Review: Parasite

A tremendous victory at the Academy Awards is justified.

A poor family in South Korea begin set their sights on a wealthy family’s home, using their con artist skills to improve their everyday lives. But how far can it be pushed?

For many western audiences, Parasite will have come completely out of the blue. A Korean film scooping up not one golden Oscar statue, but four. And not just any four awards: Best Motion Picture Award, Best Achievement in Directing, Best Original Screenplay, and Best International Feature. That is an incredible feat, and not something the Academy is historically inclined to do; in fact this is a first.
One could go into a debate as to why this particular film, but it is preferable to look at the director behind it, the talented Bong Joon Ho. He has now written and directed at least four incredible movies that have seen global success: The Host, Snowpiercer, Okja, and now Parasite. So the praise now being levelled as his newest film is not surprising, but it is extremely rewarding to see him succeed in western critics’ eyes.

If you see Parasite and enjoy it, those three other films are highly recommended.


It is difficult to talk about the film without giving away a great deal of its intentions, and in fact going in knowing less is really more. The film is all things; it is a comedy, it is a socio-economical message, it is a black comedy, it is a thriller, it is a drama, and… infrequently, horrific. For all of these elements, it works harmoniously as a complete experience.
It is easy to imagine audiences thinking of Bong Joon Ho’s film as “Tarantino-esque”, in its pacing and its slow-boil intentions. But unlike Tarantino’s quick-witted and sledgehammer writing style, Parasite is often quite charming; with quirky and subtle characters who we immediately relate to without having their entire backstories read to us.

Most of the film takes place in two locations, the Kim family’s rundown basement dwelling (they are literally building flat-pack pizza boxes for a living), and the minimalist trappings of a state-of-the-art home made by a famous architect. There live the Parks, who’s young daughter is in need of a new English teacher. This news is raised to young Kim Ki-woo, who is trusted by the previous teacher – his friend – to take his place. This however doesn’t just lead to an affair, but also Ki-woo promoting his sister into the Park family’s home as an art teacher for their son. From there, everything escalates.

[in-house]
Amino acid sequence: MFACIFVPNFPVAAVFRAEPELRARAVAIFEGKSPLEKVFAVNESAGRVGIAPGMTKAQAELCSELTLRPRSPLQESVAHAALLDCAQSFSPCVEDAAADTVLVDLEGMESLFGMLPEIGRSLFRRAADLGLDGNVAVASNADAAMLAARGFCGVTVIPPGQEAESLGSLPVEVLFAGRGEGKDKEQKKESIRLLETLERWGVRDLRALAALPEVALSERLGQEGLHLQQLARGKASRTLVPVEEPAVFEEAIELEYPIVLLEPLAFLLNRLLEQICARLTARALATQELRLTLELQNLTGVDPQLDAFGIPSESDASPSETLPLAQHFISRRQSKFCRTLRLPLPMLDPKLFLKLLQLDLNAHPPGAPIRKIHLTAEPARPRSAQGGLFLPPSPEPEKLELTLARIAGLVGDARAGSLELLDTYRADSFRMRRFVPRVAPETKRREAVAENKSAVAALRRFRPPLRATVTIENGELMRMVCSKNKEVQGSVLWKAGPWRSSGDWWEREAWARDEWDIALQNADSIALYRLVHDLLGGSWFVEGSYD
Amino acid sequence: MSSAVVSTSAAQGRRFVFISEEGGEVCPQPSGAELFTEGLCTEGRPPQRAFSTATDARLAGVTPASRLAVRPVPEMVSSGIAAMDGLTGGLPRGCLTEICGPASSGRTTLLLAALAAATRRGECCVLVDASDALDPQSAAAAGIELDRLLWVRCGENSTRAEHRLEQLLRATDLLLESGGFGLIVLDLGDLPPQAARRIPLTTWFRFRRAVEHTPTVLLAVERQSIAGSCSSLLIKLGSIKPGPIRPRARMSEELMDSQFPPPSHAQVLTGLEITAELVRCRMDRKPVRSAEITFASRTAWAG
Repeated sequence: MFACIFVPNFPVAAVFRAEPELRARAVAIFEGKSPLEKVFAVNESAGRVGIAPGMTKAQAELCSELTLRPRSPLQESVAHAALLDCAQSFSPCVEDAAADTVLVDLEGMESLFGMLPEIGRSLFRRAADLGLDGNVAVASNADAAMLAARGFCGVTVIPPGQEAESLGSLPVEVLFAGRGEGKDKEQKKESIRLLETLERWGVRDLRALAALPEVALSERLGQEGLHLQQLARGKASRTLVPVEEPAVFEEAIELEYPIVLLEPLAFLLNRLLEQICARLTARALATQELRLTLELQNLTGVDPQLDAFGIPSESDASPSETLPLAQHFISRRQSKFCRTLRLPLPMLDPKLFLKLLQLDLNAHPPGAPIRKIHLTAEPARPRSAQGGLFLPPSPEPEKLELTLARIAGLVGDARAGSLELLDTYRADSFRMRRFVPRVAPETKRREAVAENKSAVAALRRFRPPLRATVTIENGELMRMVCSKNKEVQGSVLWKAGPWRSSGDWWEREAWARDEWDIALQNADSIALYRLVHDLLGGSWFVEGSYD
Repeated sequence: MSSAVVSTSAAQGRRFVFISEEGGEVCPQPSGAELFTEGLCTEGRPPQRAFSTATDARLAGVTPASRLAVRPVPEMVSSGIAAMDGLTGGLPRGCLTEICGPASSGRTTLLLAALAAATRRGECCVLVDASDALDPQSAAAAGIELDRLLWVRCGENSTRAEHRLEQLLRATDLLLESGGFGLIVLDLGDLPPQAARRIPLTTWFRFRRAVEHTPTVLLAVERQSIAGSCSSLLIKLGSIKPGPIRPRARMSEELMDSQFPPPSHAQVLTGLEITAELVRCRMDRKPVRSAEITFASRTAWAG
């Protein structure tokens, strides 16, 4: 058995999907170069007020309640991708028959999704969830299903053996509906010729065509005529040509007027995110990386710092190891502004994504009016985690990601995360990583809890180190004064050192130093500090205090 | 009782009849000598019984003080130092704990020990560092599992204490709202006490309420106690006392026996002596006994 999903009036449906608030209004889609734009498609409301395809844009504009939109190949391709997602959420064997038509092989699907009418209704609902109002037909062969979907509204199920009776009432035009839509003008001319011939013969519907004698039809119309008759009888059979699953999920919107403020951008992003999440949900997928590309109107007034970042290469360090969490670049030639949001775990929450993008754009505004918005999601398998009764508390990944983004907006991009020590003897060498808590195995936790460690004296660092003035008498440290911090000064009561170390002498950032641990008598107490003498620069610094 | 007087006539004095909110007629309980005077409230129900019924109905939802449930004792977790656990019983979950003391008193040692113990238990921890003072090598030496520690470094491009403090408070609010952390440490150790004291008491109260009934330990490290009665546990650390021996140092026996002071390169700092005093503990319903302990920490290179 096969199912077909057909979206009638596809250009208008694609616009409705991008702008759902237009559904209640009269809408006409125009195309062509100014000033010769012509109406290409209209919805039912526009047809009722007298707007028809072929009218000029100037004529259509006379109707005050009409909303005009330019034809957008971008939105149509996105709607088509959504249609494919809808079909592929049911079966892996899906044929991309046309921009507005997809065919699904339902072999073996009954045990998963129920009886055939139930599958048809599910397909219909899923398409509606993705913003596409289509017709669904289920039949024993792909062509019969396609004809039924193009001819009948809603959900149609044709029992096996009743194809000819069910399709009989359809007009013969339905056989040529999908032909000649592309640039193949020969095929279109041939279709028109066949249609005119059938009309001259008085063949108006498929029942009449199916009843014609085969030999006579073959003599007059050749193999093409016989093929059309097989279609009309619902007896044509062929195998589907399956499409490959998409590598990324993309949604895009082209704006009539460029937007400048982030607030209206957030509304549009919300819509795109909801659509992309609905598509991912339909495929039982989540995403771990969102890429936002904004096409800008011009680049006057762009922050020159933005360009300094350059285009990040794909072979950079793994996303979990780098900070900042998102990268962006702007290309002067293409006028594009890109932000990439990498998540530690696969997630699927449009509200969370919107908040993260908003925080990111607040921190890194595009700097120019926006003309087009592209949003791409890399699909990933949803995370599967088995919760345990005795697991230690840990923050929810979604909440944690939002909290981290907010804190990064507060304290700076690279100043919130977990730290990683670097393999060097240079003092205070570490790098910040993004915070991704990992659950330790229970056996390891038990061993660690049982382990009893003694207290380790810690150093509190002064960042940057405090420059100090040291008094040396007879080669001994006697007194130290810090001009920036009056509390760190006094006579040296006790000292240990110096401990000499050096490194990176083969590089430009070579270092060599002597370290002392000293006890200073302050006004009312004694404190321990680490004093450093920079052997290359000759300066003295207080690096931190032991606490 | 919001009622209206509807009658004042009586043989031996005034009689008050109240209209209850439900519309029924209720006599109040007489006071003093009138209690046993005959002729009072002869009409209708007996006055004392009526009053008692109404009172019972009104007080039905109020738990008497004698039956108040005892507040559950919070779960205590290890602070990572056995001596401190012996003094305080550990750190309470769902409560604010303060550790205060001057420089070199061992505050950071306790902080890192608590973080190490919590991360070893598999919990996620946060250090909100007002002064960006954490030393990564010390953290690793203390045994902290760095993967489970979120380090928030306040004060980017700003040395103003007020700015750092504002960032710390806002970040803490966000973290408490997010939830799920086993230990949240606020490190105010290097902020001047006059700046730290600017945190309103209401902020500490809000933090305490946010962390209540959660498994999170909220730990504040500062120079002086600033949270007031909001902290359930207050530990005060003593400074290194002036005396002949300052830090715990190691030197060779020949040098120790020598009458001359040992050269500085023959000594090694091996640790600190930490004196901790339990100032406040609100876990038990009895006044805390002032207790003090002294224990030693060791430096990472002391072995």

The first two acts of this film has a lot of fun moments. Watching this ragtag family from the city’s gutter hoodwink this rich and clueless family from right under their noses is quite the treat, and naturally fate seems intent on ruining it for them. The close-shaves they experience, almost losing their cool or being rumbled, is both tense and entertaining.
But as it continues, much as the film’s title eludes, the morality of the situation begins to settle in on the audience. If that wasn’t enough, there are more revelations to come.

The film is beautifully made. From the juxtaposition of the stately home and the decrepit underbelly of the city, to the way we are increasingly concerned with father Kim Ki-taek’s driving with him looking away from the road and our view becoming more and more obscured by the car’s interior. The performances are spotless across the board; everyone is excellent in their roles. There is a good sense of chemistry between the family members, be it the Parks or the Kims; which is critical, we need to like these people despite the actions they are taking. The writing depicts them fairly; we don’t have heroes or villains, you can see these people are from very different worlds but aren’t good/evil.

It is one of those films that has nothing wrong with it. Some might argue that it will not live up to the hype that the Academy has lain upon it, but had it not won all of those awards, it would still have flown high with the likes of Peele’s Us, or The Handmaiden or┬áthe original Oldboy from Chan-wook Park regardless.

Expect its fame to get the attention from a lot of bemused and confused western audiences, and hopefully Bong Joon Ho doesn’t lose his edge with this Hollywood attention! Parasite is a great little film.



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